I didn’t realise I had postnatal depression until I wrote about it. And even then I didn’t accept it fully until other mothers read what I had written and told me, “I had postnatal depression too!”
I’d been diagnosed with depression and anxiety before, and had spoken about it and my experience of therapy openly, but with PND it felt different. The chasm between the expectation of the warm completion of parenthood and the violently overwhelming reality was filled with shame. It wasn’t until I actually felt myself stop wishing for a time machine and some contraception, and began to actually bond with my son that I felt I could comfortably address it. Once I started loving my son like an “ordinary mother”, I felt like I could talk a bit about the time I felt like I could not.
The responses of other parents – mums, in particular – was key to feeling I could open up. We often reference “Mum Wars” to describe the passive aggressive stand offs about baby-led weaning or vaccinations between mums, but rather than thinly veiled disapproval, for the most part I felt empathy from other mothers of all different ages and backgrounds. Some of them were experienced and some were as new and bewildered as I was, but even across the cold digital landscape of Twitter and Facebook their comments and affirmations felt like hugs when I sorely needed them.
There is talk now about finding “your tribe” when it comes to motherhood, but sometimes the desire to find our own clique of like-minded parents who are as “cool” and as “hip” as we hope we still are can be quite snobbish. The common experience of parenting can bind us together – quite strongly, at times – in unexpected ways, and as your time becomes monopolised by your joyful little tyrant, you end up spending a lot of time with people who you would never normally socialise with.
I was reminded of these unexpected connections when a mum from a playgroup we attend invited a group of us around for an impromptu lunch. I became quite conscious of our cultural differences when the lunch she laid out included French cheeses, crackers and cold cuts of meat. For some reason my own grumbling stomach had been dreaming of chicken and rice. Despite our divergent backgrounds, the afternoon passed nicely, as we talked about development milestones in our children and the endless inconveniences of the house-renovation our host was undergoing.
As I made my way home afterwards, I wondered in what other situation would I, a twenty-something, grime-loving, tracksuit-wearing black woman, be sitting down for lunch with a forty-something middle-class white woman, as an equal? “That’s the magic of motherhood!” I said aloud as I pushed my napping son towards the train station.
I must admit that before I became a mother, the parenting community seemed very foreign to me. From my voyeuristic scrolling on Facebook it was filled with in-jokes that I was sure were not really that funny, and cutesy memes and doting conversation that seemed banal and wearisome. I was convinced I wasn’t going to be one of those mothers talking endlessly about her child’s developing personality, or fretting over a missed milestone, but motherhood can break and remake you in strange new ways. Ways that, as patronising as it sounds, only another parent can truly understand.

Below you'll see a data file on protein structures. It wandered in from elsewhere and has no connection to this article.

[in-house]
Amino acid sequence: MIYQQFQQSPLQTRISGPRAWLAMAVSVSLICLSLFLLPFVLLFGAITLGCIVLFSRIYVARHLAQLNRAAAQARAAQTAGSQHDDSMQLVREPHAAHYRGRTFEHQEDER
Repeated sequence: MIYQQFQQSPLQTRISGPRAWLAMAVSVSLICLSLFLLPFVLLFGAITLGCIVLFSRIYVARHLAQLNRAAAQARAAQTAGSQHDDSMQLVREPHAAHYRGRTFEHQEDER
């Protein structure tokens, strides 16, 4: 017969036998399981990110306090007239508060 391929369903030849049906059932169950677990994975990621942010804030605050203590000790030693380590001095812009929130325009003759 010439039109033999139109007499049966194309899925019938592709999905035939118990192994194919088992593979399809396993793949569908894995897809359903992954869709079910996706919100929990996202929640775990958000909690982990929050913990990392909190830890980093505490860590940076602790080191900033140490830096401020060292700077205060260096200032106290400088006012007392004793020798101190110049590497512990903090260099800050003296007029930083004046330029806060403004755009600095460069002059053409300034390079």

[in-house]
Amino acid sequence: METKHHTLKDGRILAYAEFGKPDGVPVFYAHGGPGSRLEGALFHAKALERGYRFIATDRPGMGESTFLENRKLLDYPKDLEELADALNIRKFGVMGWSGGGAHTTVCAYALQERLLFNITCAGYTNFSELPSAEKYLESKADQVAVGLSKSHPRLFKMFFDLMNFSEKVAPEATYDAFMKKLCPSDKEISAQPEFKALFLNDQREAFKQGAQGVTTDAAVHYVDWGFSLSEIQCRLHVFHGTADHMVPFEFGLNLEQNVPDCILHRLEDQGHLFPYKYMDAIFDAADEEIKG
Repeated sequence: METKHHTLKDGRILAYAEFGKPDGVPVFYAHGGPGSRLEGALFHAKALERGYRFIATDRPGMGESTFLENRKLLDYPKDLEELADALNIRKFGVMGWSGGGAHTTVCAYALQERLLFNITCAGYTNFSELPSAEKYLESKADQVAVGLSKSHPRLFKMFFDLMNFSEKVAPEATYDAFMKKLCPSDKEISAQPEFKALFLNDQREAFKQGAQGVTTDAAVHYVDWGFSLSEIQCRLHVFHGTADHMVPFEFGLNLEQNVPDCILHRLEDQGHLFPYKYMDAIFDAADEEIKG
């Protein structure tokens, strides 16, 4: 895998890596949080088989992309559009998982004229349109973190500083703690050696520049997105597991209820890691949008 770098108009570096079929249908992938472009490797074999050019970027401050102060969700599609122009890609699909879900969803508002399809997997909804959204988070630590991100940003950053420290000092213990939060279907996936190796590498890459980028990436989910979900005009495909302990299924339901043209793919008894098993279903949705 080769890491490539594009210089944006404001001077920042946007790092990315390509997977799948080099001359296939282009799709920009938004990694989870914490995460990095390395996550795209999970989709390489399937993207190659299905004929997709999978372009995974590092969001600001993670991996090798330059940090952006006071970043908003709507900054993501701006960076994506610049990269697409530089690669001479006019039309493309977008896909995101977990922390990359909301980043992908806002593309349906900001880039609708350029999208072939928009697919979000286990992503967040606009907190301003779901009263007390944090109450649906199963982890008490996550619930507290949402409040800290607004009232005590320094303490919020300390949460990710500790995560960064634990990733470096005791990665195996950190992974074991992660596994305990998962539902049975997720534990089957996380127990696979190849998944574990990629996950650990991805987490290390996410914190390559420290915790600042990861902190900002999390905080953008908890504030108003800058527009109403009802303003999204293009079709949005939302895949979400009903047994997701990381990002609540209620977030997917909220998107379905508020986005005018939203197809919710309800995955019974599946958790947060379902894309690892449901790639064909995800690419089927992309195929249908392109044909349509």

When international superstar Adele spoke of her experience with postnatal depression in a recent Vanity Fair interview, she mentioned her initial reluctance to talk about how she was feeling with other mothers. When I first became a mother I wondered often and loudly why no one had told me about the PND, or the bleeding nipples, or the far-reaching and all-consuming inadequacy that comes with this period of life. I’ve heard other new mothers do the same.
I have theories about why these conversations appear not to be happening, but whatever the reasons, when one person takes the brave step of breaking the silence, it is often met with patience and understanding. Understanding, because sometimes that’s all you need. Not a solution, or a link to yet another parenting article, but just an empathetic nod and the space to talk.
The first time I had a conversation with Sarah, the mum who invited us around for lunch, my son was doing his best to drown us out by throwing a screaming tantrum at our feet. “You do love them, but sometimes they are just the most wretched little monsters, aren’t they?” I paused to fully appreciate the candid nature of her remark. In any other situation, someone referring to my son as a ‘wretched little monster’ would make me want to flick them sharply in the throat. But in that moment, I could feel myself relax as I let out a weary chuckle, because she understood. She really and truly understood.
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Jendella Benson is a photographer, writer and filmmaker based in London. She writes about issues of faith, race, identity, feminism and the arts for various publications online and offline, and is also an occasional public speaker and workshop facilitator. She tweets regularly from @JENDELLA and more of her work can be found at www.jendella.co.uk.
You’re Doing It Wrong is a bi-monthly column by Jendella Benson on parenting, relationships, and the kaleidoscope of small victories, anxiety and unsolicited advice that is modern family life.